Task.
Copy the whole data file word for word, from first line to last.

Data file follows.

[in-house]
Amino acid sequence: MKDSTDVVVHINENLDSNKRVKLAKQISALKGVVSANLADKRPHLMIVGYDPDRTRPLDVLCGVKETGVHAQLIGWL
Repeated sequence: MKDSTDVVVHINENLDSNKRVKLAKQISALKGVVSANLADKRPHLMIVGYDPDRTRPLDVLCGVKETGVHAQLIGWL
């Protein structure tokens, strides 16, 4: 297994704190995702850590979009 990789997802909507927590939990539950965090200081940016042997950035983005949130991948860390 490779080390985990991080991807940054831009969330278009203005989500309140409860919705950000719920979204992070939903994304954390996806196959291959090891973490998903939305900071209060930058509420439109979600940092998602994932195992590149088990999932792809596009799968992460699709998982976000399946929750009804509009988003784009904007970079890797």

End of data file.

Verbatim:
[in-house]
Amino acid sequence: MKDSTDVVVHINENLDSNKRVKLAKQISALKGVVSANLADKRPHLMIVGYDPDRTRPLDVLCGVKETGVHAQLIGWL
Repeated sequence: MKDSTDVVVHINENLDSNKRVKLAKQISALKGVVSANLADKRPHLMIVGYDPDRTRPLDVLCGVKETGVHAQLIGWL
């Protein structure tokens, strides 16, 4: 297994704190995702850590979009 990789997802909507927590939990539950965090200081940016042997950035983005949130991948860390 490779080390985990991080991807940054831009969330278009203005989500309140409860919705950000719920979204992070939903994304954390996806196959291959090891973490998903939305900071209060930058509420439109979600940092998602994932195992590149088990999932792809596009799968992460699709998982976000399946929750009804509009988003784009904007970079890797």